Accents within England

Accents within England

LEVEL 3, 4, 5 |

England, like any country, has a diverse range of accents.
And not all English is spoken like the Queen on the BBC.


Written and voiced by Gregory Theiner

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Accents within England

England like any country has a diverse range of accents. I would encourage any student of English to invest some time in listening to some of these variations, and understand that not all English is spoken like the Queen on the BBC.

England can be loosely separated into three areas, the least well known and perhaps the least popular within the UK is Brummie and the surrounding Midland twang. Brummie is the accent and dialect of Birmingham, England's second-largest city. The Midlands stretches across the centre of England and includes major cities such as Derby, Nottingham, Wolverhampton and Coventry but to name a few. While Brummie is not strictly spoken across the whole of the Midlands, this nasal form of English is the dominant force accent-wise in this region, and if you have a cold, you just might fit in. A typical example being the following pronunciation of the word 'alright'. In Birningham they might say 'alright'.'The Black Country' or West Midlands is the hub of Brummie which partly infects the East but it could be argued that a lot of the East sounds more 'Northern'.

Northern English is distinctly different from both Southern English as well as the Midlands. In Yorkshire and Lancashire, the emphasis is on vowels, and especially the letter 'U'. A typical example being the pronunciation of the words 'much, butter and yummy'. In Yorkshire and Lancashire they would say 'moo-ch', 'yoo-mee', and 'boo-ter'. English spoken in South Yorkshire in Cities like Barnsley and Sheffield are most definitely far-flung from that of 'textbook English'. I would class English in these counties as both 'rougher' but more natural.

The North also incorporates the well-known cities of Newcastle and Liverpool, Geordie being spoken in Newcastle and Scouse in the latter. Geordie is a quick Scottish influenced mishmash that sometimes seems both unintelligible and thankfully friendly. Their well know expression being 'why aye man'. With Scouse, there is a clear Irish influence and a throatal 'ch' which exists nowhere else in the UK. An example being the word 'alright' and 'I can't'. In Liverpool, for example, they would say 'ah-right' and I 'khahnt'. Please note, that Scouse is also a type of stew. 

Cumbria also lies in the North, Mr. Bean being one of it's more famous exports. The accent here is somewhat similar to Geordie, but to the trained ear greatly different. Whilst Tykes in Yorkshire might endearingly say 'mate', Cumbrians would in some places say 'Marra' - both of these meaning 'friend' or 'brother'. A typical Yorkshire term being 'you alright mate' and in Cumbria 'alright marra'. In Yorkshire they would say 'you're alright, mate' and in Cumbria 'Alright, marra'.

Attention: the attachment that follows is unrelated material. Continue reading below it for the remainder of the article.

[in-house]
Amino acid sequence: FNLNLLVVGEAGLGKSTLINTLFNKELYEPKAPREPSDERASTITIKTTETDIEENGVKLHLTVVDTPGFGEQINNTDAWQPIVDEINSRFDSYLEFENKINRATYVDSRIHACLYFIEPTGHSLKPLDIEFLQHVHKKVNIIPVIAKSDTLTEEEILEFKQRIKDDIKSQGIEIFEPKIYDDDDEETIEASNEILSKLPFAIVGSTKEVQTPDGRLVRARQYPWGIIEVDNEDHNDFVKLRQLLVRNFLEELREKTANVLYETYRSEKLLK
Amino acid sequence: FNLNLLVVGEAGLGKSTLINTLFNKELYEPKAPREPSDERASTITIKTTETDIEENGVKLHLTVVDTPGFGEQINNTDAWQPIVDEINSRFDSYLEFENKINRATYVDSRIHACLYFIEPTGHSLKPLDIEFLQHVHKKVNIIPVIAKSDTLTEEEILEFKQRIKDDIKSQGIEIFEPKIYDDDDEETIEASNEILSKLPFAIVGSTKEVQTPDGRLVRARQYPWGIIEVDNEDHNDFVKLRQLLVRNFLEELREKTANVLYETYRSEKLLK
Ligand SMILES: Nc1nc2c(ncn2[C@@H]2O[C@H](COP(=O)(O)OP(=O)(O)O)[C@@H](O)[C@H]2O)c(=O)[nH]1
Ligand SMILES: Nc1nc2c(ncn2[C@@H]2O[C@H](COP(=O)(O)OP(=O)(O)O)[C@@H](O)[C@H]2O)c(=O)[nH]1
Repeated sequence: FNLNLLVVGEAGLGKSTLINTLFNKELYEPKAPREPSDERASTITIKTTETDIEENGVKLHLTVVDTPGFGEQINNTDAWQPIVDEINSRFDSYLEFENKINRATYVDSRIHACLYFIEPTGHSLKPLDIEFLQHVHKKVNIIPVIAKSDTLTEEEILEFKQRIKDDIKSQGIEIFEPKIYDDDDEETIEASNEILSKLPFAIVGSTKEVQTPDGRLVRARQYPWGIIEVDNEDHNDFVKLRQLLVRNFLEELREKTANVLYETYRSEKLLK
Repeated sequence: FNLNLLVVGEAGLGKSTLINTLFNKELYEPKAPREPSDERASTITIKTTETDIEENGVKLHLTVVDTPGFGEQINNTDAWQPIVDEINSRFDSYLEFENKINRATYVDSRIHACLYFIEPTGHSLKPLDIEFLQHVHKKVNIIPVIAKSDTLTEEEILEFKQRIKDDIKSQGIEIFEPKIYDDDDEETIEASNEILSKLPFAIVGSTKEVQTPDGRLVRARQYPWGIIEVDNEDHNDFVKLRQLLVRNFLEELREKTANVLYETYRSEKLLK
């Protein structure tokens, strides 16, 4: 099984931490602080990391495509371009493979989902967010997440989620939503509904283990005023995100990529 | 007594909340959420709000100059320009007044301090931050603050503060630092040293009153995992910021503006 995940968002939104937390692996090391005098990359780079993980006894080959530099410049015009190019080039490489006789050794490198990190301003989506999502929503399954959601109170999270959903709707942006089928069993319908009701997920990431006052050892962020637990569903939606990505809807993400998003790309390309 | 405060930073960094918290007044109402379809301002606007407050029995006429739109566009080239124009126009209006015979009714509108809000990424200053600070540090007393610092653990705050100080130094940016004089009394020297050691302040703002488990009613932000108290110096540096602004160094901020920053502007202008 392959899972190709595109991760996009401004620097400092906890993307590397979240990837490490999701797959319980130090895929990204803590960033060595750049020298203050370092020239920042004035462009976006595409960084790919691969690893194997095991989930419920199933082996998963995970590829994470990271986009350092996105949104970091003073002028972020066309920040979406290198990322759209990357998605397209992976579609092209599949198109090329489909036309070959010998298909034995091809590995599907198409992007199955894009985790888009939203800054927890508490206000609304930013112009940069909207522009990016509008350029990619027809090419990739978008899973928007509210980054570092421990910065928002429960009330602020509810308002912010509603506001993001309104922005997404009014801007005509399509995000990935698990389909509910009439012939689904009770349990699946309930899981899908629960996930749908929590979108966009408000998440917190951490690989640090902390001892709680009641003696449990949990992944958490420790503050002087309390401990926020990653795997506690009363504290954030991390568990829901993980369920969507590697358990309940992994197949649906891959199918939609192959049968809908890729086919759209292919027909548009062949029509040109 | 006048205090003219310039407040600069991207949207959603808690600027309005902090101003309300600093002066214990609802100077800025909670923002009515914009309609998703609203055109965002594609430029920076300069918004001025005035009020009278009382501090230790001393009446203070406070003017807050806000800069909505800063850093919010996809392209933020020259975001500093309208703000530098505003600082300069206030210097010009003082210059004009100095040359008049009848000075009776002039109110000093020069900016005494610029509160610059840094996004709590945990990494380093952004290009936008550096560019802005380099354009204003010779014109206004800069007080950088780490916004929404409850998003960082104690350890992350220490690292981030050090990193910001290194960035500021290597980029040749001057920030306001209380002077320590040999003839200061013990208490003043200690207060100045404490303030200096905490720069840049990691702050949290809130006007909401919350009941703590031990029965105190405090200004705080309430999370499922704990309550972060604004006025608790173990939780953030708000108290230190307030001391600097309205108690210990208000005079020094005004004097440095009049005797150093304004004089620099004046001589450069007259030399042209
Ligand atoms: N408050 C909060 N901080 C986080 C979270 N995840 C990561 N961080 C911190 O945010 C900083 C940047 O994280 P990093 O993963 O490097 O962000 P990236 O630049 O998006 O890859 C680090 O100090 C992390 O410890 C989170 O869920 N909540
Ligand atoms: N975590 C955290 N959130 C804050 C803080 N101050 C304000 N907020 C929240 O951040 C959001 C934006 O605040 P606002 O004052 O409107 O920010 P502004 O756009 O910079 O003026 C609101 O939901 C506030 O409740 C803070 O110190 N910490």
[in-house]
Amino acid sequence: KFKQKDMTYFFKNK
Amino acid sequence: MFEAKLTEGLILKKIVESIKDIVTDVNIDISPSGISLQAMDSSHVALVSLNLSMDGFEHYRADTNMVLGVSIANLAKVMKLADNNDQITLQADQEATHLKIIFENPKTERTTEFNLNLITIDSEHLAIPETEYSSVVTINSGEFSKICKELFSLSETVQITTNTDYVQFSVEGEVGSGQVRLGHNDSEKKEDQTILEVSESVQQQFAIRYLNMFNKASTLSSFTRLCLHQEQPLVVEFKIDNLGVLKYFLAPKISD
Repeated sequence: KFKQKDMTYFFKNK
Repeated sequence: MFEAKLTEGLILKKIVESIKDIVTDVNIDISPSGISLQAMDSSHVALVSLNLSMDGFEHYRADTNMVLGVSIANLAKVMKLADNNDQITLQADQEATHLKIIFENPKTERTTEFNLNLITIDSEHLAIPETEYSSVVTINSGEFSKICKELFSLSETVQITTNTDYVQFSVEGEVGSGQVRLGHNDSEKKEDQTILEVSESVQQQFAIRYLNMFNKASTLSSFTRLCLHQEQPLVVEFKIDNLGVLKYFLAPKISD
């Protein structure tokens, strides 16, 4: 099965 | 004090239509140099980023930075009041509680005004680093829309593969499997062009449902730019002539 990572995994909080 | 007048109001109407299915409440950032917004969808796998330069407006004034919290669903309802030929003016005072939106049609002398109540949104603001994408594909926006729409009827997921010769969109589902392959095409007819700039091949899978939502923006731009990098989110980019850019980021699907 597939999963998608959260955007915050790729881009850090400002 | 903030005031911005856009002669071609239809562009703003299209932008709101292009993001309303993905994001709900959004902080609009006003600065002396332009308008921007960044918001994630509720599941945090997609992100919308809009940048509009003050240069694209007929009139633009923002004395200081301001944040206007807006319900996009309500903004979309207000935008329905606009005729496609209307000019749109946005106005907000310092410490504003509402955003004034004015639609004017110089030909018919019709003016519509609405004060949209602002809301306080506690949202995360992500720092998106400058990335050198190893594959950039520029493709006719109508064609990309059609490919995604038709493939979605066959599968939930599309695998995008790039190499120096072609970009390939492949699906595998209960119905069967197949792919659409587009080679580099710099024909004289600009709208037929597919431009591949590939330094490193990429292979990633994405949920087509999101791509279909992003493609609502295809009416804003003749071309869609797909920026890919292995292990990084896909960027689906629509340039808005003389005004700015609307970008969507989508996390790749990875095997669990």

Lastly, within England we have the South, which is internationally the most popular but for large parts of the Midlands and North somewhat annoying. The South West has the nice rural sounding Cornish which when heard most associate with the countryside, cider and tractors. I would say 'I drive my tractor,' and the Cornish would say 'I drive my tractor', for example.

Not too far away you have the pleasing and sometimes funny sounding Bristolian. Bristol, being the smiliest city in England, seemingly has a connection with accent as happiness is sometimes projected when Bristol folk speak. I won't even attempt this and recommend the lister find this lovely accent online.

That leaves us with London and the Queen's English as well as the infamous cockney jibberish.

The cockney are also infamous for their rhyming slang with 'apples and pears' meaning stairs....'dog and bone' meaning phone. They pronounce 'alright' and the letter 'r' with more of a 'w'. For example, 'aw-right' and 'w'.  

Geographically speaking the English known world wide is located in and around London and the South East, that said the Queen's English is miles apart from that of Cockney (or East London), whilst only being a few miles down the road. As mentioned already, English spoken the world round is more similar to that of the south-east, but within England some 75% speak different forms and are distant from 'proper' English. All are nationally understandable, but an accent geographically places a person sometimes positively and sometimes negatively.

As above I would highly recommend any and all students immerse themselves with these similar but different approaches to English. And the pupil that masters them all can most definitely 'get on' with the English wherever they may be!